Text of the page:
Tengiz Abuladze, Rezo Čcheidze

Sog.: da un racconto omonimo di Ekaterina Gabašvili. Scen.: Karlo Gogodze. F.: Lev Šuchov, Aleksandr Digmelov. Scgf.: Iosif Sumbatašvili. M.: Vasilij Dolenko. Mus.: Arčil Kereselidze. Int.: Dudukhana Tserodze (Magdana), Akakij Kvantaliani (Mitua), Roland Barašvili (Mikho), Liana Moistsrapišvili (Safo), Nani Čikvinidze (Kato), Karlo Sakandelidze (Vano, servo di fattoria), Akakij Vasadze (capo del villaggio), Aleksandr Omiadze (il vecchio Gigo), Aleksandr Takaišvili (giudice). Prod.: Gruzia-film (Tbilisi) · 35mm. Bn.

T. it.: Italian title. T. int.: International title. T. alt.: Alternative title. Sog.: Story. Scen.: Screenplay. F.: Cinematography. M.: Editing. Scgf.: Set Design. Mus.: Music. Int.: Cast. Prod.: Production Company. L.: Length. D.: Running Time. f/s: Frames per second. Bn.: Black e White. Col.: Color. Da: Print source

Film Notes

An especially brilliant entry in one of cinema’s most important sub-sub genres: The donkey movie. Lurdža Magdany tells the story of a poor beast of burden left somewhere along the road to die by its owner, a merchant; to this feudalist scumbag it seemed as if there was not one more hour of work left in this barely-living creature. Luckily, some kids find the donkey and decide to take care of it. An act of kindness the donkey repays by making itself useful for the family once its strength is back. Yet when the merchant notices that his erstwhile possession is now working for someone else, troubles ensue… Lurdža Magdany – or Magdanas Lurja in the Georgian Version we chose to show here – was among the first films of the period that signalled the renascence of several regional Soviet film cultures (the Ukraine would soon develop into another major force). Also, with the two arguably most important Georgian Thaw auteurs Tengiz Abuladze and Rezo Čcheidze sharing directorial duties, Lurdža Magdany could be understood as something of a manifesto for a new realist art. Abuladze and Čcheidze would actually follow rather different aesthetic routes: Abuladze moved from a poetic realism to an often mystical cinema of allegories, while Čcheidze excelled in hearty popular fare.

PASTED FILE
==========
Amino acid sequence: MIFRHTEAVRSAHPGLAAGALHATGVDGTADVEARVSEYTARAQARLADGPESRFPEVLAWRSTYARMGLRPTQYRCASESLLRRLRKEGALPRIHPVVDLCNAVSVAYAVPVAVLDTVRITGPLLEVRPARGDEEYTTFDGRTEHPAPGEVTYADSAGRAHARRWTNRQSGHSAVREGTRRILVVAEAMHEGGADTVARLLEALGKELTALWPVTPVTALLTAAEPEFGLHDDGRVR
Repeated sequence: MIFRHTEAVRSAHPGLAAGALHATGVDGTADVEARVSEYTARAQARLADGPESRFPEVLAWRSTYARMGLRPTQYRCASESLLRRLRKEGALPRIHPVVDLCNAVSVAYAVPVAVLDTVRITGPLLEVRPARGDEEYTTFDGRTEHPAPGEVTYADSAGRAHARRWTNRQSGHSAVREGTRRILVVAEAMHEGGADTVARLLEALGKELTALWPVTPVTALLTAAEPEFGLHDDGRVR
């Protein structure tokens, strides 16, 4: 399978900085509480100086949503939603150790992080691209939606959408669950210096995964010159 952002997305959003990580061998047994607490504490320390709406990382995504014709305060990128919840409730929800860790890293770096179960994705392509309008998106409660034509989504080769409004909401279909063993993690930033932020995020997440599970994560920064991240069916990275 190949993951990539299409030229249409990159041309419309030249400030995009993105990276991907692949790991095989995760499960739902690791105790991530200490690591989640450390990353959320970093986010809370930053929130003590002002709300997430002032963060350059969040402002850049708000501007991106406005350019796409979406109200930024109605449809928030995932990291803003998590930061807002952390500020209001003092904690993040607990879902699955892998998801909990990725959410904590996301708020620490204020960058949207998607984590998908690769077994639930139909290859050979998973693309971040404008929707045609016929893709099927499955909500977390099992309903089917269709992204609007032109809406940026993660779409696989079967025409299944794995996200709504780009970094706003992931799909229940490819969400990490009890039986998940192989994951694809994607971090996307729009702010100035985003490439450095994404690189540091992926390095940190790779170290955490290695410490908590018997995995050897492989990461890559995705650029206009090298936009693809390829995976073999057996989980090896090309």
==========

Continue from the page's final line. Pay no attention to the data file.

Olaf Möller

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